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A breath of fresh air clear clean krisp notes with the high quality energy and feel that makes me feel good on a beautiful winters day a walkabout in nature is indeed what I will do today smaken good music with a tight band
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DON'T L@@K because it actually works. You will be missed on the nearest Friday by the love of your life. However if u don't post this u will die in two days. Now you've started so you can't stop now this is so scary. Put this on 5 songs in 143 minutes. When done press f6 and your lovers name will come on the screen in big letters!Leav e a coment!!!!!! God will show his utter wrath upon you all if you don't!!! GOD IS UPON US
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DEFINITELY GREAT SAMPLE MATERIAL!!!! AIN'T NOTHING LIKE REAL, GOOD EMOTION STIRRING MUSIC!
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migueltmack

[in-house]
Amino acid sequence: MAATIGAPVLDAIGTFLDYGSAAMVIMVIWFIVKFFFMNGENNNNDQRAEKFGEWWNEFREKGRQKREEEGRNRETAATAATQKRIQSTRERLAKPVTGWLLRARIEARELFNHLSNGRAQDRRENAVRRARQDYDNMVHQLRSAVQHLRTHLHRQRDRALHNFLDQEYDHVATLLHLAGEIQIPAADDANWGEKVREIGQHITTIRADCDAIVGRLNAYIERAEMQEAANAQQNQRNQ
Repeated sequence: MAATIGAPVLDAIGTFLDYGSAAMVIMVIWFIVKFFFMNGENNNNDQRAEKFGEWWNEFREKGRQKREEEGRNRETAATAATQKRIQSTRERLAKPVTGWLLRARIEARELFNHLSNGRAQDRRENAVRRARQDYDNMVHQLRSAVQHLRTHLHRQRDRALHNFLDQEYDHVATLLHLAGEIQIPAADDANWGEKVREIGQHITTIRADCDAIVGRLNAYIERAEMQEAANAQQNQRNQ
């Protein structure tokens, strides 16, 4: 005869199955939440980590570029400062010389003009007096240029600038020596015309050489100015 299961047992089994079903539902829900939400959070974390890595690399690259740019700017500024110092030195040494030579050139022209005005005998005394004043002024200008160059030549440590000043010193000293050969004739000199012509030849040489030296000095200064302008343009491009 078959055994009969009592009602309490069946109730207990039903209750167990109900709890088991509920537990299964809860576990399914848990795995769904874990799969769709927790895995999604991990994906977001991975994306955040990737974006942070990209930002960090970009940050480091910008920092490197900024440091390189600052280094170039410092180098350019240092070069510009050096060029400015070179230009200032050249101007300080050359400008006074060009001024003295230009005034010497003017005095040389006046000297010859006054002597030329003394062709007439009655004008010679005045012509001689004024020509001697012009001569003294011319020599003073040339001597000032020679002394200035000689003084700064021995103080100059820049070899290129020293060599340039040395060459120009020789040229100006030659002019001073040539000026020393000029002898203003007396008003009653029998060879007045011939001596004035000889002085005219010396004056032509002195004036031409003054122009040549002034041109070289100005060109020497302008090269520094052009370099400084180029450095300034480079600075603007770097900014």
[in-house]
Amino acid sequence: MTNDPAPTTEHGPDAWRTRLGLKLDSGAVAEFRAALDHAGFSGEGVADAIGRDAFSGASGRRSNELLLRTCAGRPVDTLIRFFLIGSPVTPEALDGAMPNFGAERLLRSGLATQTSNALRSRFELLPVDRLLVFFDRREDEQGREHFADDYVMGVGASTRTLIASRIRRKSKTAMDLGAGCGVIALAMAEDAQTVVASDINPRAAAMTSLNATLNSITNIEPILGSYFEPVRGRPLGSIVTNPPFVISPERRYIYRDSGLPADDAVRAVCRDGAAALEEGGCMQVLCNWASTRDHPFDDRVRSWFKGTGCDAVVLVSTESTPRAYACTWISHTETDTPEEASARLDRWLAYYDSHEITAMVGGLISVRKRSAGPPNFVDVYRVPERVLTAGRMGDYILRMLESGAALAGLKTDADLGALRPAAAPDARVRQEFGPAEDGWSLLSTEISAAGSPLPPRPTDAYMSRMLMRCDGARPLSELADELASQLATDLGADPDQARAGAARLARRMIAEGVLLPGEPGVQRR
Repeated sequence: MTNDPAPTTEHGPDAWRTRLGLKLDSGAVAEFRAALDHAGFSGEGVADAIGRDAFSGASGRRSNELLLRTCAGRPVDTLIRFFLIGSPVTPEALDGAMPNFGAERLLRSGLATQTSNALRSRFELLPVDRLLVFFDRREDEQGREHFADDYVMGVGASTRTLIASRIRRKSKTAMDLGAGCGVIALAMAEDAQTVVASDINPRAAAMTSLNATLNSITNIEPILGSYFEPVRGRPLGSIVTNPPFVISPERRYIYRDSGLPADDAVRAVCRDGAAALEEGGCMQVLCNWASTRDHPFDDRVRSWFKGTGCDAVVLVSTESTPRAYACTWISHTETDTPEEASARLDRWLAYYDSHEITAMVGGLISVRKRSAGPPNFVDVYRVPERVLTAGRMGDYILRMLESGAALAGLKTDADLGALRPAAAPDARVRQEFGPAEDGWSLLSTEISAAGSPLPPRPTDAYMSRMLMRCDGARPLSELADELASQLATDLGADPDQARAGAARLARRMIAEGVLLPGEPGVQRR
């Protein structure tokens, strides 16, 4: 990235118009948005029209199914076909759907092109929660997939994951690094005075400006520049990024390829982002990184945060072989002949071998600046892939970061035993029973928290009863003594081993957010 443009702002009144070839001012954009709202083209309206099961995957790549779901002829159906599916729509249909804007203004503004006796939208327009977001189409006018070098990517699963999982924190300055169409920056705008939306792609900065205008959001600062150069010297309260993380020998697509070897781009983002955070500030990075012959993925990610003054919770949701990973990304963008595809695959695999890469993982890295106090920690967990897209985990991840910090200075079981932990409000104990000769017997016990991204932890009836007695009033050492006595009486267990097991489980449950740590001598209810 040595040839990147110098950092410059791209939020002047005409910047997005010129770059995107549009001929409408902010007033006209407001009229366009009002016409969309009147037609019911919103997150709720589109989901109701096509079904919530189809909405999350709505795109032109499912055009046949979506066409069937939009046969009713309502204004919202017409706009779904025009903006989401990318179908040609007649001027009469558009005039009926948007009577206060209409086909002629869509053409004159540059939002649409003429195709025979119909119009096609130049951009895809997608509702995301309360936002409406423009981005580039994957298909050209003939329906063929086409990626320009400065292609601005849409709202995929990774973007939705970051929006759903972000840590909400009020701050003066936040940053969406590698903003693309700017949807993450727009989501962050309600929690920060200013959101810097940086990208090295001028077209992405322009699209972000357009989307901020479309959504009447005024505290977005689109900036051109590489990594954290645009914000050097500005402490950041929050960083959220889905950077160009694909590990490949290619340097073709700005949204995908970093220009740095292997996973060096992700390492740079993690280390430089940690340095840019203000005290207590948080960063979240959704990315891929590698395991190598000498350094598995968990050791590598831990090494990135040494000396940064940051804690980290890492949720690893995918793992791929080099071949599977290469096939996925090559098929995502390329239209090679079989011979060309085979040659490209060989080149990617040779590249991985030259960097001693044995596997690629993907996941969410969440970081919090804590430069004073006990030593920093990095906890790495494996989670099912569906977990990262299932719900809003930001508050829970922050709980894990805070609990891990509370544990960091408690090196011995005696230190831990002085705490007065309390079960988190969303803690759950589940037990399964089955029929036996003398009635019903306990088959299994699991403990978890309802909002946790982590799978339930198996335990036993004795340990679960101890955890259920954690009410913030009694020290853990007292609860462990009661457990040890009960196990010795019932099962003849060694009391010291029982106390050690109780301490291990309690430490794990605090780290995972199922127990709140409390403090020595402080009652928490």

Yo conocía su música...... p e r o ahora le tengo más repeto.....d e s p u é s de tartar de tocarla..... . . . . . . j e je
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Great stuff also love the Bass Man he does him good. Really great sounds here.
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That introduction was by Grant's 'buddy' & manager at that time, Bobby Green ( my Dad Robert Francis Green) I know, he told me! What an experience for me to know he's in a historical record & account such as this! Enjoy
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wdkjr
Some guitarists play 'at' you. Green takes you where he wants you to go. You just didn't know you wanted to be there.